Tim James: Establishing a firmly terroir-based ward system in South Africa
By Tim James, 21 August 2023
I’ve been having further thoughts about the whole question of wards since my article on the subject last week. Second thoughts, corrective thoughts, in fact – and largely pushed in that direction by winegrower Eben Sadie, who felt himself to be “collateral damage” of my piece. As a launchpad for a defence of wards, I quoted Eben’s significant general doubts about their value in South Africa at present, as mentioned by him at a tasting of his wines recently. Indeed I was wrong to do so without checking with him and putting the doubts in a larger context of his thinking on the subject, and apologise for that.
The reason the topic of wards came up at all on that occasion was that Eben was justifying his preference for using districts within the official Wine of Origin to indicate the source of his wines. I mentioned last week some of his problems with wards, but basically (and he justifies this at length), he thinks that a genuinely terroir-based appellation system should take much more time and wine-growing experience to emerge (in conjunction with rigorous science-based metrics of all aspects of soil, slope and meso-climate) than is happening here. Stellenbosch, he suggests, is one district which can more plausibly develop wards, because grapes have been widely grown and vinified there for a decent length of time.
Districts in the WO system, on the other hand, avoid invoking the real questions of terroir and are based on broader geographical and climate considerations – in conjuction, often enough, with such things as political boundaries. Incidentally, I incorrectly said that Sadie Family Wines avoided using the district names for Skurfberg and Kokerboom, basing that statement on the latest images of labels shown on the technical details sheets on their website. In fact the bottle images shown were composites, with new vintage dates simply applied to older bottle photographs; for a few years now those two wines – and Soldaat, which used to carry the ward name Piekenierskloof – have claimed the district name, Citrusdal Mountain.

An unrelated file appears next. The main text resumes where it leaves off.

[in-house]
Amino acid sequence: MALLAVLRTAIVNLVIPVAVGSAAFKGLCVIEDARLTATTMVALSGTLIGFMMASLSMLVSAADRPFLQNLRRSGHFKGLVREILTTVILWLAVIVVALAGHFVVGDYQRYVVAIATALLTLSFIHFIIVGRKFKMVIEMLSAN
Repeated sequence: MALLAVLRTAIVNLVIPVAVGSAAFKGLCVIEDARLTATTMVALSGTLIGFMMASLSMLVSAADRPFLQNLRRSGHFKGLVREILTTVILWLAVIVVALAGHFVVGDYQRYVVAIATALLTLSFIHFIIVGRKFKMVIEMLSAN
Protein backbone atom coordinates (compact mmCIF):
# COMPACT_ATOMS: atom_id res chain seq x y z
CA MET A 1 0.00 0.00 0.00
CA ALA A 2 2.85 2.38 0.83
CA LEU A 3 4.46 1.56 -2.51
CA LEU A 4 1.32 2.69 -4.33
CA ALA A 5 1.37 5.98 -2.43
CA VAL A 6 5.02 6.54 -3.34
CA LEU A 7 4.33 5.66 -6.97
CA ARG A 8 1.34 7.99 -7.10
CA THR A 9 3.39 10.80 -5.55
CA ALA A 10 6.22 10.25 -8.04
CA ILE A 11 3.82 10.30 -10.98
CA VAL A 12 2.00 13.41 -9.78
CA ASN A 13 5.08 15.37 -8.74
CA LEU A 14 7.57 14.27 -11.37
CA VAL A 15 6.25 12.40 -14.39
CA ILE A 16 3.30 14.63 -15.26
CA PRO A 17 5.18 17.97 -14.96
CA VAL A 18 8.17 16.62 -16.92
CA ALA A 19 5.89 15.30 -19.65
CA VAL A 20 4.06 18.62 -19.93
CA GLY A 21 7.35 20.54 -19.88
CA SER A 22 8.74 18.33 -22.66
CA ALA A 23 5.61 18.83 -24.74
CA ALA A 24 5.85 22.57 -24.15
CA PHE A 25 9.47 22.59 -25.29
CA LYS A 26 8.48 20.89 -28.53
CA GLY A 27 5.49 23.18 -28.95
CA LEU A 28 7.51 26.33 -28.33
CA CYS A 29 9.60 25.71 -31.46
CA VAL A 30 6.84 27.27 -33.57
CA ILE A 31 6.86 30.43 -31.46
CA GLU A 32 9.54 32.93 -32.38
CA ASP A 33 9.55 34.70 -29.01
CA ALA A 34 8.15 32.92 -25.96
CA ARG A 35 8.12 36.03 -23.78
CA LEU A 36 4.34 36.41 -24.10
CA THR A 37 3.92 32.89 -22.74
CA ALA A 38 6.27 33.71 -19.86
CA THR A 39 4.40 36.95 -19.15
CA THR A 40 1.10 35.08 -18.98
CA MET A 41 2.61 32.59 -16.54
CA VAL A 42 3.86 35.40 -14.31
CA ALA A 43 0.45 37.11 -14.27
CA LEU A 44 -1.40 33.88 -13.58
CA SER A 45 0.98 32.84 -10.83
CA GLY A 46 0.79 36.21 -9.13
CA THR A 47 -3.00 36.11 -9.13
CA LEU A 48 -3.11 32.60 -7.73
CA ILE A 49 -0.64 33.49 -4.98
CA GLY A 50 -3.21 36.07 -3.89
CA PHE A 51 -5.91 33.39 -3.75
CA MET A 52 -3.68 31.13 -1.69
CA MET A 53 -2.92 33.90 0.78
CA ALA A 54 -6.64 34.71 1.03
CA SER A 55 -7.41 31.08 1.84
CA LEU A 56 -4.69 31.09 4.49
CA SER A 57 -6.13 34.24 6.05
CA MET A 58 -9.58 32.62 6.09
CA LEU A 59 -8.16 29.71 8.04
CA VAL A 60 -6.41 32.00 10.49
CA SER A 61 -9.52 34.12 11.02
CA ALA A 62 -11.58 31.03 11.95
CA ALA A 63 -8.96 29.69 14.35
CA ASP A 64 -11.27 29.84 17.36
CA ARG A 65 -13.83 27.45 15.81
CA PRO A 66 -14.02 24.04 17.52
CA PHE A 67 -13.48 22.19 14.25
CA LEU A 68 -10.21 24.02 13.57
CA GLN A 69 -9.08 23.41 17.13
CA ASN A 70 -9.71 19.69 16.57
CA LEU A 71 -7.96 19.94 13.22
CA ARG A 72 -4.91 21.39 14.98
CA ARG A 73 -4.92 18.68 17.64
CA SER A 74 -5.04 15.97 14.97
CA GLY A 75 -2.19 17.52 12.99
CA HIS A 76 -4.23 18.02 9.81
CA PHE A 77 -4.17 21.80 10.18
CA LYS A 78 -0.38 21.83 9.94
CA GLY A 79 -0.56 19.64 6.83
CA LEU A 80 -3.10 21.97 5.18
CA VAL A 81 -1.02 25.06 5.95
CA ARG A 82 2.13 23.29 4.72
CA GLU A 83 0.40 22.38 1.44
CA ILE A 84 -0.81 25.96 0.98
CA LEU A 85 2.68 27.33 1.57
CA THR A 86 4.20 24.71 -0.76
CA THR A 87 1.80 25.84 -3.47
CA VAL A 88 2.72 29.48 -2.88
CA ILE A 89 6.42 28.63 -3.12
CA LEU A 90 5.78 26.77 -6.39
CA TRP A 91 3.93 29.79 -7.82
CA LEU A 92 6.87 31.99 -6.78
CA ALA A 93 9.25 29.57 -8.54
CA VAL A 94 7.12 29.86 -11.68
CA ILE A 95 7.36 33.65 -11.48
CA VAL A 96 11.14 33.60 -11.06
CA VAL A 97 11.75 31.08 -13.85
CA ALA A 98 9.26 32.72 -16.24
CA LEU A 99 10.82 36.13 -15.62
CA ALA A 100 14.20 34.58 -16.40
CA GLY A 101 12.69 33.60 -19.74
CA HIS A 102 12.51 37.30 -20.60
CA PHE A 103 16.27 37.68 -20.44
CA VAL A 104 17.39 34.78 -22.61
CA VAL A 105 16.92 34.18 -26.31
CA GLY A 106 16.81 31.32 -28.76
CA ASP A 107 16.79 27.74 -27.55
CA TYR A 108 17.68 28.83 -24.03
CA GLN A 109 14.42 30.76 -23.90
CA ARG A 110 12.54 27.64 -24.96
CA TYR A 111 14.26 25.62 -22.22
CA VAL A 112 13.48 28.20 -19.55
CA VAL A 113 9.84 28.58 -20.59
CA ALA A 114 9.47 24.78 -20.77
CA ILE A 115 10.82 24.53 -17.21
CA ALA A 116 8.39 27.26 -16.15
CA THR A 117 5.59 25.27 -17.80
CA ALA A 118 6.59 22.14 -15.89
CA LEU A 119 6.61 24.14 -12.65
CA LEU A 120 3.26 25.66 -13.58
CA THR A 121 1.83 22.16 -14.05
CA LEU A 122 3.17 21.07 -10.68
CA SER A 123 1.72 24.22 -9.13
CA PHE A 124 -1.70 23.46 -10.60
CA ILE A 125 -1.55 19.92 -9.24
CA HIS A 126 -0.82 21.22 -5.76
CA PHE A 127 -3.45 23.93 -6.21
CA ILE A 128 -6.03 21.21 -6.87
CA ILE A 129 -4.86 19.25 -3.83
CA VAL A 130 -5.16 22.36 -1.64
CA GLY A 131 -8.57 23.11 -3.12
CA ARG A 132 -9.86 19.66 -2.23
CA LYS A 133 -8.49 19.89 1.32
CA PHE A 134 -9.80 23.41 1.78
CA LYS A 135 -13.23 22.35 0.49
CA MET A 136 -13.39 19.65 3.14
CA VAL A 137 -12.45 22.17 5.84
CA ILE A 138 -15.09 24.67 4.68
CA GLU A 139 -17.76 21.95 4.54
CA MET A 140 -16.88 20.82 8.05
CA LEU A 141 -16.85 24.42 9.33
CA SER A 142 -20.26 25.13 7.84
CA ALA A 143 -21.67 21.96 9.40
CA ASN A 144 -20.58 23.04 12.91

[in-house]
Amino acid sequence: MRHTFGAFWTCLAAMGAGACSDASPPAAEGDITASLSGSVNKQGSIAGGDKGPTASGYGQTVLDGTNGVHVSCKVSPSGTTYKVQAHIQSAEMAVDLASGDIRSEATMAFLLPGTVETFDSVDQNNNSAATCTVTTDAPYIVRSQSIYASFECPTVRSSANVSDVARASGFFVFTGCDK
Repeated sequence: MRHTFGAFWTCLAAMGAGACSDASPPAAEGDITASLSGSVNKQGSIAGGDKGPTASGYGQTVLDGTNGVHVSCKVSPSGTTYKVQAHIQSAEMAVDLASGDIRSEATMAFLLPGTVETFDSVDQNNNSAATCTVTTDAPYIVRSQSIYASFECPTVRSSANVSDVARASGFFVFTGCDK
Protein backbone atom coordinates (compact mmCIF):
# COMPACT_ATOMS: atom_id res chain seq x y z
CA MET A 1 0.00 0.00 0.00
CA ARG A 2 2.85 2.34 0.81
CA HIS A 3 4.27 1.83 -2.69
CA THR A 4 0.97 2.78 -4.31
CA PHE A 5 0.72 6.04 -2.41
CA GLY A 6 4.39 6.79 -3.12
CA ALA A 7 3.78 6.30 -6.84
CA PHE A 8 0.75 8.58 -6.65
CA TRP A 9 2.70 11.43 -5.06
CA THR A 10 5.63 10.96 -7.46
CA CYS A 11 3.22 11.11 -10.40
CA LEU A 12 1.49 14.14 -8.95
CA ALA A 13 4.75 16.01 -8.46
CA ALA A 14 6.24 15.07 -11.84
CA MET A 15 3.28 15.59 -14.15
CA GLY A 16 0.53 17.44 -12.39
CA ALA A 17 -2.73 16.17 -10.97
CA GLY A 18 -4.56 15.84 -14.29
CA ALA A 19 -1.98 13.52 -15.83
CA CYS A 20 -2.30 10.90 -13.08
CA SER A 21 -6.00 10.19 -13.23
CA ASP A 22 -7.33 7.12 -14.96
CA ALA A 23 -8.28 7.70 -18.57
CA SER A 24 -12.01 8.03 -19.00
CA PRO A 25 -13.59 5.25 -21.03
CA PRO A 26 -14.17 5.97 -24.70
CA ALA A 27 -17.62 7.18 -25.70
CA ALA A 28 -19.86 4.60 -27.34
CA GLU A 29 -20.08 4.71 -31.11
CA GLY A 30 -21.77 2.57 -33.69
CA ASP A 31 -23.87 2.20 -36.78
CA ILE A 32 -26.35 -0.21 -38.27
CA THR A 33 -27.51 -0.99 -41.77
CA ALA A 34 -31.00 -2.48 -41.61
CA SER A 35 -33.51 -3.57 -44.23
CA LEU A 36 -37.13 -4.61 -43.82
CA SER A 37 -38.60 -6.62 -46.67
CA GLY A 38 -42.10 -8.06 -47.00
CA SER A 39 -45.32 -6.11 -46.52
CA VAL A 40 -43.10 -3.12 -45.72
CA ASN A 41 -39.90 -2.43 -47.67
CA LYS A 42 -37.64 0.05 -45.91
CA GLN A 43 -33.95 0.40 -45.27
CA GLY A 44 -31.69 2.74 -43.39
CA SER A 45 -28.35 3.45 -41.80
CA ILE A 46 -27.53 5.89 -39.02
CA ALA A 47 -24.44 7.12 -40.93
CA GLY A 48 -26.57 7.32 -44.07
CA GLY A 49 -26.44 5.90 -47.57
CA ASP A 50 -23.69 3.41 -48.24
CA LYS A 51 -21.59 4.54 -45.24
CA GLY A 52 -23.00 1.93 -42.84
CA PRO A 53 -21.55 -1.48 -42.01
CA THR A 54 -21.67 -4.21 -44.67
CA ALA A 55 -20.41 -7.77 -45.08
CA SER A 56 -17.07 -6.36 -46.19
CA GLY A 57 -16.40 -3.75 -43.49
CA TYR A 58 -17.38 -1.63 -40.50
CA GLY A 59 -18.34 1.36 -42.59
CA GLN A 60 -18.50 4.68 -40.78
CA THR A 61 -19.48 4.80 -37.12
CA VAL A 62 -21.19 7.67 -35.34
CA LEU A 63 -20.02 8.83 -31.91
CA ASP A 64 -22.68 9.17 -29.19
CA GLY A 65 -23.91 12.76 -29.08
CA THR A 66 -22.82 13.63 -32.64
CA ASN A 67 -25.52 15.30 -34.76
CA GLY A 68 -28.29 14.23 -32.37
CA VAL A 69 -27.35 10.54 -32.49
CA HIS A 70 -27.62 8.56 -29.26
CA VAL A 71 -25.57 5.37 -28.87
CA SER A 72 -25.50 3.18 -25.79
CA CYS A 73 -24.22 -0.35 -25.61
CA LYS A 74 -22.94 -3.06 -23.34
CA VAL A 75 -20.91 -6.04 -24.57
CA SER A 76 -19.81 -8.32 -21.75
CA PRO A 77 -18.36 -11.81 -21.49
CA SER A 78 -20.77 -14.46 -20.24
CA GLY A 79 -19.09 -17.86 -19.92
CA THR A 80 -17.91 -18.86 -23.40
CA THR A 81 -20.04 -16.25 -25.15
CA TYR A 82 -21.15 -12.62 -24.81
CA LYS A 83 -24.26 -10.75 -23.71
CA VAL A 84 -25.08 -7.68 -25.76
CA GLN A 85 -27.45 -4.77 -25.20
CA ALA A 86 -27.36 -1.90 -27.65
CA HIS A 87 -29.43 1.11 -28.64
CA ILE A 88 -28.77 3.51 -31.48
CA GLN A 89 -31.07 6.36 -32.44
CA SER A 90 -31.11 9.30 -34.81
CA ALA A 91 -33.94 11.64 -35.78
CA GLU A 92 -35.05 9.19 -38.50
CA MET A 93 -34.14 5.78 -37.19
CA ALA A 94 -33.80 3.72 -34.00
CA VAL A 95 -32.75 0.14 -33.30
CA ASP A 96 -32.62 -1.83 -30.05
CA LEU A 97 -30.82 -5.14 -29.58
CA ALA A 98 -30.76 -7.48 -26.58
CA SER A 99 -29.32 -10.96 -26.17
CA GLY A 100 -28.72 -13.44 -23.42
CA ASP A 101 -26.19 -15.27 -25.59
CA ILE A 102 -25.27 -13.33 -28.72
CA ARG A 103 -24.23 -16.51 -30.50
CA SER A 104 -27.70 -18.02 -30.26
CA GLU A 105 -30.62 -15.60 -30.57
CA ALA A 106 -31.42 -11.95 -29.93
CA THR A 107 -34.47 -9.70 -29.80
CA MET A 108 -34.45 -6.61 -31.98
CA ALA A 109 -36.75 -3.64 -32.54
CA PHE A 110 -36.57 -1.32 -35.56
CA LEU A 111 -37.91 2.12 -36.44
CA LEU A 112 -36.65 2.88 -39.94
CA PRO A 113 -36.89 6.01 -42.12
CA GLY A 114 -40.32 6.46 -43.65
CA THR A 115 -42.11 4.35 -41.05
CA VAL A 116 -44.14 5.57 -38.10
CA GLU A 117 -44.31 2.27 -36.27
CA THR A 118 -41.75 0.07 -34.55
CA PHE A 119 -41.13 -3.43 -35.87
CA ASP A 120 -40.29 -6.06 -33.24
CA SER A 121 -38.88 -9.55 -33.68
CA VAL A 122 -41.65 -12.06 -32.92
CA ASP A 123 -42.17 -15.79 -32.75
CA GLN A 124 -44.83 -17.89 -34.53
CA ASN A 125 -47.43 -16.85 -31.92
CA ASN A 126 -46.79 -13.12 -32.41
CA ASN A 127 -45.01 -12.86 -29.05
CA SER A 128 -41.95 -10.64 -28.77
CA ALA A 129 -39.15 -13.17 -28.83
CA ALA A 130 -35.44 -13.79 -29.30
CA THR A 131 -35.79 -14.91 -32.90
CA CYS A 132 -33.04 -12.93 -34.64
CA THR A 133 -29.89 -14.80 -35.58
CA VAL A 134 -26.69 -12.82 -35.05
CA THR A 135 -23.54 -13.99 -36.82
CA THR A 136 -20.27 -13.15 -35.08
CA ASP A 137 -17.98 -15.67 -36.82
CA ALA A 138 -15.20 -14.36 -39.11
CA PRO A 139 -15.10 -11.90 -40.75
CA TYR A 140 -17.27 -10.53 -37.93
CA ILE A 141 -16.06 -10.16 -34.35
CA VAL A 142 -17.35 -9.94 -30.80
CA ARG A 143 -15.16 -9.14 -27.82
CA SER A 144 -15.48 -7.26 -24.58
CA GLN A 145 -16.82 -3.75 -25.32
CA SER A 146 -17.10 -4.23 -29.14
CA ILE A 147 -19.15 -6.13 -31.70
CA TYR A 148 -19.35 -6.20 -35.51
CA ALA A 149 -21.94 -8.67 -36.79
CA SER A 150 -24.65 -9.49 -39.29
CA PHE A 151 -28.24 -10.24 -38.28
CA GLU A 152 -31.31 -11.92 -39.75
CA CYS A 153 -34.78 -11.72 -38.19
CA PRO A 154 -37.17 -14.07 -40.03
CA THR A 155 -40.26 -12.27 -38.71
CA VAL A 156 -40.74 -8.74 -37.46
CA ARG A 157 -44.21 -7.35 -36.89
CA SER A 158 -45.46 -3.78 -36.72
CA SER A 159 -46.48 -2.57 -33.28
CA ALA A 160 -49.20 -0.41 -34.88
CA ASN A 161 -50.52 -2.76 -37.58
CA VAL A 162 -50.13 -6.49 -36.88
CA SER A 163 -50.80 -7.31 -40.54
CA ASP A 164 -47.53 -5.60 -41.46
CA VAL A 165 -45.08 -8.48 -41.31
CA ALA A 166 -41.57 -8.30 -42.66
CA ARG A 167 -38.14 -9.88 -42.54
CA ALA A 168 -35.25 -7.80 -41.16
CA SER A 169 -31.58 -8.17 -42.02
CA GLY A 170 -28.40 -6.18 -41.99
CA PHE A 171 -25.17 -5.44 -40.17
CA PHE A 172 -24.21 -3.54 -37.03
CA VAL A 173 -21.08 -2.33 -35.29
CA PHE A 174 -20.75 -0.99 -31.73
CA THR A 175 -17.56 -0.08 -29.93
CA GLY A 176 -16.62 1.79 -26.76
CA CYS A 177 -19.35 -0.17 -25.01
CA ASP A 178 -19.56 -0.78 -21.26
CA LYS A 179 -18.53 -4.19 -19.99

Further discussion and investigation has persuaded me that I was naïve in accepting that the drawing up of ward boundaries is beyond reproach. I’d need to do further research to offer details confidently, but I accept the general point that, in terms of offering anything like a definitive terroir-based system, at least many of the wards are problematical.
The greatest models of a genuinely detailed system of terroir for wine are in classic Europe: parts of France (most famously and scrupulously in Burgundy), Germany, and also in other parts, especially in areas of Portugal, Spain, and Italy. Such long-established and close discrimination holds the wider fine-wine world spellbound and envious. If South Africa was probably the first of the “New World” countries to set out on building a serious appellation system, the other major producer areas are also busily at it. California is one of the most assiduous. There are, at the latest count I could find, 139 American Viticultural areas or AVAs there, some of them as small as a few dozen hectares. Napa Valley AVA, which is analogous to a South African district like Stellenbosch (it was designated nearly a decade later) has 16 smaller AVAs nested within it. These are analogous to wards, I suppose, though I know little about the way they are established.